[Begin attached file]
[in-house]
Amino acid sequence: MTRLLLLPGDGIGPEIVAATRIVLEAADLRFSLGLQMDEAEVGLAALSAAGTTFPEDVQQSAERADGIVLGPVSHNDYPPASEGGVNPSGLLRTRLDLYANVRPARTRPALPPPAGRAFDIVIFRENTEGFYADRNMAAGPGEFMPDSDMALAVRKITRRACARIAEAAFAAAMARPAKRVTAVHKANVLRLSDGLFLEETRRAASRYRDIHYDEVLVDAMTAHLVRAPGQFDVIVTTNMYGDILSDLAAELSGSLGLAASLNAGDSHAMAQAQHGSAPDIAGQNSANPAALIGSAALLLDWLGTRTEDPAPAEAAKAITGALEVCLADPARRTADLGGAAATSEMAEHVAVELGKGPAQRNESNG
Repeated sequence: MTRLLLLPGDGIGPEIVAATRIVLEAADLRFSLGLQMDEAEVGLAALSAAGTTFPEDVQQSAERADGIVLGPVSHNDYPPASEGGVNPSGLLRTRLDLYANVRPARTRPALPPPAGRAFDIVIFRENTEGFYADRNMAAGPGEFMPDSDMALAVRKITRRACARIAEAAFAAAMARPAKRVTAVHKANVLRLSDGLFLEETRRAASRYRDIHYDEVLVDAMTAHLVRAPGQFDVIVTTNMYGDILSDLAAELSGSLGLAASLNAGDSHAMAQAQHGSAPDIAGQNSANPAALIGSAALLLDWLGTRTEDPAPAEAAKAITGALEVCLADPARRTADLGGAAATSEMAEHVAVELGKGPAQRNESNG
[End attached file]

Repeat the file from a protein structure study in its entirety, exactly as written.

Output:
[in-house]
Amino acid sequence: MTRLLLLPGDGIGPEIVAATRIVLEAADLRFSLGLQMDEAEVGLAALSAAGTTFPEDVQQSAERADGIVLGPVSHNDYPPASEGGVNPSGLLRTRLDLYANVRPARTRPALPPPAGRAFDIVIFRENTEGFYADRNMAAGPGEFMPDSDMALAVRKITRRACARIAEAAFAAAMARPAKRVTAVHKANVLRLSDGLFLEETRRAASRYRDIHYDEVLVDAMTAHLVRAPGQFDVIVTTNMYGDILSDLAAELSGSLGLAASLNAGDSHAMAQAQHGSAPDIAGQNSANPAALIGSAALLLDWLGTRTEDPAPAEAAKAITGALEVCLADPARRTADLGGAAATSEMAEHVAVELGKGPAQRNESNG
Repeated sequence: MTRLLLLPGDGIGPEIVAATRIVLEAADLRFSLGLQMDEAEVGLAALSAAGTTFPEDVQQSAERADGIVLGPVSHNDYPPASEGGVNPSGLLRTRLDLYANVRPARTRPALPPPAGRAFDIVIFRENTEGFYADRNMAAGPGEFMPDSDMALAVRKITRRACARIAEAAFAAAMARPAKRVTAVHKANVLRLSDGLFLEETRRAASRYRDIHYDEVLVDAMTAHLVRAPGQFDVIVTTNMYGDILSDLAAELSGSLGLAASLNAGDSHAMAQAQHGSAPDIAGQNSANPAALIGSAALLLDWLGTRTEDPAPAEAAKAITGALEVCLADPARRTADLGGAAATSEMAEHVAVELGKGPAQRNESNG